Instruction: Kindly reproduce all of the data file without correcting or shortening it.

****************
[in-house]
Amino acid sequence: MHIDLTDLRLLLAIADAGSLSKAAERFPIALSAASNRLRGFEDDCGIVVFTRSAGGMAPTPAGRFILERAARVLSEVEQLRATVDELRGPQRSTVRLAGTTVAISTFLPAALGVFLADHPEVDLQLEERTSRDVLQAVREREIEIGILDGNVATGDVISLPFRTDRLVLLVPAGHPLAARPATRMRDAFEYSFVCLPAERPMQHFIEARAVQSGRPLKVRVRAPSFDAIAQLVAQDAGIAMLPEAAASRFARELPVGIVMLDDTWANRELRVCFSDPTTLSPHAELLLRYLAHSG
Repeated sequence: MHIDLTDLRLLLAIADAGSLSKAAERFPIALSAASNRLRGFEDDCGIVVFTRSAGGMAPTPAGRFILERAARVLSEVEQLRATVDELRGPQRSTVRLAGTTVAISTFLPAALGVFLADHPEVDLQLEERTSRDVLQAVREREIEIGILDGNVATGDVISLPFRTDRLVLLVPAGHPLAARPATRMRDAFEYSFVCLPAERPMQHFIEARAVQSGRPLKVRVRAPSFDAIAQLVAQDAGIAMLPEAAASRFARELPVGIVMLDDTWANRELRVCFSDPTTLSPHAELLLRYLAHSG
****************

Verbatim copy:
[in-house]
Amino acid sequence: MHIDLTDLRLLLAIADAGSLSKAAERFPIALSAASNRLRGFEDDCGIVVFTRSAGGMAPTPAGRFILERAARVLSEVEQLRATVDELRGPQRSTVRLAGTTVAISTFLPAALGVFLADHPEVDLQLEERTSRDVLQAVREREIEIGILDGNVATGDVISLPFRTDRLVLLVPAGHPLAARPATRMRDAFEYSFVCLPAERPMQHFIEARAVQSGRPLKVRVRAPSFDAIAQLVAQDAGIAMLPEAAASRFARELPVGIVMLDDTWANRELRVCFSDPTTLSPHAELLLRYLAHSG
Repeated sequence: MHIDLTDLRLLLAIADAGSLSKAAERFPIALSAASNRLRGFEDDCGIVVFTRSAGGMAPTPAGRFILERAARVLSEVEQLRATVDELRGPQRSTVRLAGTTVAISTFLPAALGVFLADHPEVDLQLEERTSRDVLQAVREREIEIGILDGNVATGDVISLPFRTDRLVLLVPAGHPLAARPATRMRDAFEYSFVCLPAERPMQHFIEARAVQSGRPLKVRVRAPSFDAIAQLVAQDAGIAMLPEAAASRFARELPVGIVMLDDTWANRELRVCFSDPTTLSPHAELLLRYLAHSG